I tried making a batch of fudge last week, suign a recipe given by a friend, it seems to be a fairly standard recipe perusing the net.
It looks terrible, but tastes great, albeit nearer to tablet than fudge.
Reading various recipes and methods, if you stir after 116 degrees, the fudge will be grainier. Some recipes state stir, some don't. I guess that part comes down to taste preference?
A number of recipes advise you don't don't pour/beat until the fudge is 110F. I left mine to cool until it was considerably warmer than 110F. and it was solid in the pan. The only thing that would have beaten that fudge was a drill.
The children loved getting it out of the pan, but it was an aesthetic disaster.
Am I missing something? The only explanation I can come up with is they mean 110C not 110F, but it's not just one recipe that advises it.
I know it doesn't really matter, but I am curious now.
For the technicalities you need the Time Life Confectionery book. It's out of print, but Amazon have loads of copies.
It all depends on the temperature of the mixture when you start beating. From memory, could be wrong, if you start beating straight away after you take the pan off the heat, you get grainy fudge, but if you let it cool to a certain temperature and then start beating, you get creamy fudge.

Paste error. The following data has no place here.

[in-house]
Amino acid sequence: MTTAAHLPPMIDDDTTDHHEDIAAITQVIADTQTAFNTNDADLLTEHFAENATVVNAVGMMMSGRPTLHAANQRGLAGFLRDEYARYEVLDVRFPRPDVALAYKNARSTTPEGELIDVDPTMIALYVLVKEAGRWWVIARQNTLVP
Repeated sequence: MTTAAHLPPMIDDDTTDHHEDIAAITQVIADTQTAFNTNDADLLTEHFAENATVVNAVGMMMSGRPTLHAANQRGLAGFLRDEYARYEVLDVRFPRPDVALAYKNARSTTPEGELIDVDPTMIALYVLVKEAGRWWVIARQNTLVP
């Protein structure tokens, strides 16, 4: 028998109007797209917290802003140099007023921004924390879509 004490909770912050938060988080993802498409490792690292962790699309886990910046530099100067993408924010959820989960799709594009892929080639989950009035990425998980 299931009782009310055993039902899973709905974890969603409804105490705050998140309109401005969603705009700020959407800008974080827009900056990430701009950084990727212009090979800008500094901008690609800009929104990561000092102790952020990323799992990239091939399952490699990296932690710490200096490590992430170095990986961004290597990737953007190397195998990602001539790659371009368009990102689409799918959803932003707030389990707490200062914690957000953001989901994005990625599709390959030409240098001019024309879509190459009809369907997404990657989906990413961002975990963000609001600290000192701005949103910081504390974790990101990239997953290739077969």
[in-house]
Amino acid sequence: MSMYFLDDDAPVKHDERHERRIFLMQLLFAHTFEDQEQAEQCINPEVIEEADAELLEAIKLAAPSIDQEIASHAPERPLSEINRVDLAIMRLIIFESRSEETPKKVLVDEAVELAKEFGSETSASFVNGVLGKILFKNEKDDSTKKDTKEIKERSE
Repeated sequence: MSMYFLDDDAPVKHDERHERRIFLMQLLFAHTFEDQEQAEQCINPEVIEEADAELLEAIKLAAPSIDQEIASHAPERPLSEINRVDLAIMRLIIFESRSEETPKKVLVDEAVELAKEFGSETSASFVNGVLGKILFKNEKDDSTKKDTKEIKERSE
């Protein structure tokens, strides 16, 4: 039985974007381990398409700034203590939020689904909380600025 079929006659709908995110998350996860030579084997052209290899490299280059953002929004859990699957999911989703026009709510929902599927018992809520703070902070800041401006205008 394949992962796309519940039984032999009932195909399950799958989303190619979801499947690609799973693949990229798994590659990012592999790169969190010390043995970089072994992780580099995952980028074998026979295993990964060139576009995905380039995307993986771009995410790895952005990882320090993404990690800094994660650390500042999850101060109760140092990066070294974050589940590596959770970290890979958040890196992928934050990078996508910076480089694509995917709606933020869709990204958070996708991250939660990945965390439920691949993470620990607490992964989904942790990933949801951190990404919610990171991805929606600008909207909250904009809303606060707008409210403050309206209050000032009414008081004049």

Bit covered in flour at the moment, but will have a look later.
For a firm fudge, the syrup should be beaten just after cooking: beaten while hot the syrup forms large crystals, which produce a coarse granular consistency.
For a smoother creamy fudge, as soon as the soft ball stage is reached, dip the base of the pan in cold water to stop the syrup cooking further and allow to cool to 50°C. Then beat the syrup until it thickens before turning into the tin.
Confectionery - Time Life Books
Has loads of recipes and a section all about technique. Am yet to master tempering chocolate. Still, can't complain as I get to eat the failures.